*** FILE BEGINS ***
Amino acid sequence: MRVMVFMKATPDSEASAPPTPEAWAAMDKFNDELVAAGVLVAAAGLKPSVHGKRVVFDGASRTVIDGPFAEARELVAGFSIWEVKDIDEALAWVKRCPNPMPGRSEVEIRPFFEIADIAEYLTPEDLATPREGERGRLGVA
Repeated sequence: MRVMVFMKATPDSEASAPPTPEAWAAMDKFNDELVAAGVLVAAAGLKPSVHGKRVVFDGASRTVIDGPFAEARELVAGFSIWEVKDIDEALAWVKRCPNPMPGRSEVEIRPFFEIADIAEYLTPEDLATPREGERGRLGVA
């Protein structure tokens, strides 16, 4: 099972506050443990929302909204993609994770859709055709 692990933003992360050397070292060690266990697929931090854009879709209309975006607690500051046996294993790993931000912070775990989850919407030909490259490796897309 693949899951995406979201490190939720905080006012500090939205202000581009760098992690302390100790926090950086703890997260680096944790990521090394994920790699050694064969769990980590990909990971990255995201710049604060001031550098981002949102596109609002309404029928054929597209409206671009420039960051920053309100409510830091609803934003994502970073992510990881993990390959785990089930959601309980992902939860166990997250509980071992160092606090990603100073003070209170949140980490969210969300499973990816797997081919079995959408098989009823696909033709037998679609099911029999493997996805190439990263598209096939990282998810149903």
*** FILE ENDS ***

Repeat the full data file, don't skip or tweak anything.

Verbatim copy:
Amino acid sequence: MRVMVFMKATPDSEASAPPTPEAWAAMDKFNDELVAAGVLVAAAGLKPSVHGKRVVFDGASRTVIDGPFAEARELVAGFSIWEVKDIDEALAWVKRCPNPMPGRSEVEIRPFFEIADIAEYLTPEDLATPREGERGRLGVA
Repeated sequence: MRVMVFMKATPDSEASAPPTPEAWAAMDKFNDELVAAGVLVAAAGLKPSVHGKRVVFDGASRTVIDGPFAEARELVAGFSIWEVKDIDEALAWVKRCPNPMPGRSEVEIRPFFEIADIAEYLTPEDLATPREGERGRLGVA
């Protein structure tokens, strides 16, 4: 099972506050443990929302909204993609994770859709055709 692990933003992360050397070292060690266990697929931090854009879709209309975006607690500051046996294993790993931000912070775990989850919407030909490259490796897309 693949899951995406979201490190939720905080006012500090939205202000581009760098992690302390100790926090950086703890997260680096944790990521090394994920790699050694064969769990980590990909990971990255995201710049604060001031550098981002949102596109609002309404029928054929597209409206671009420039960051920053309100409510830091609803934003994502970073992510990881993990390959785990089930959601309980992902939860166990997250509980071992160092606090990603100073003070209170949140980490969210969300499973990816797997081919079995959408098989009823696909033709037998679609099911029999493997996805190439990263598209096939990282998810149903």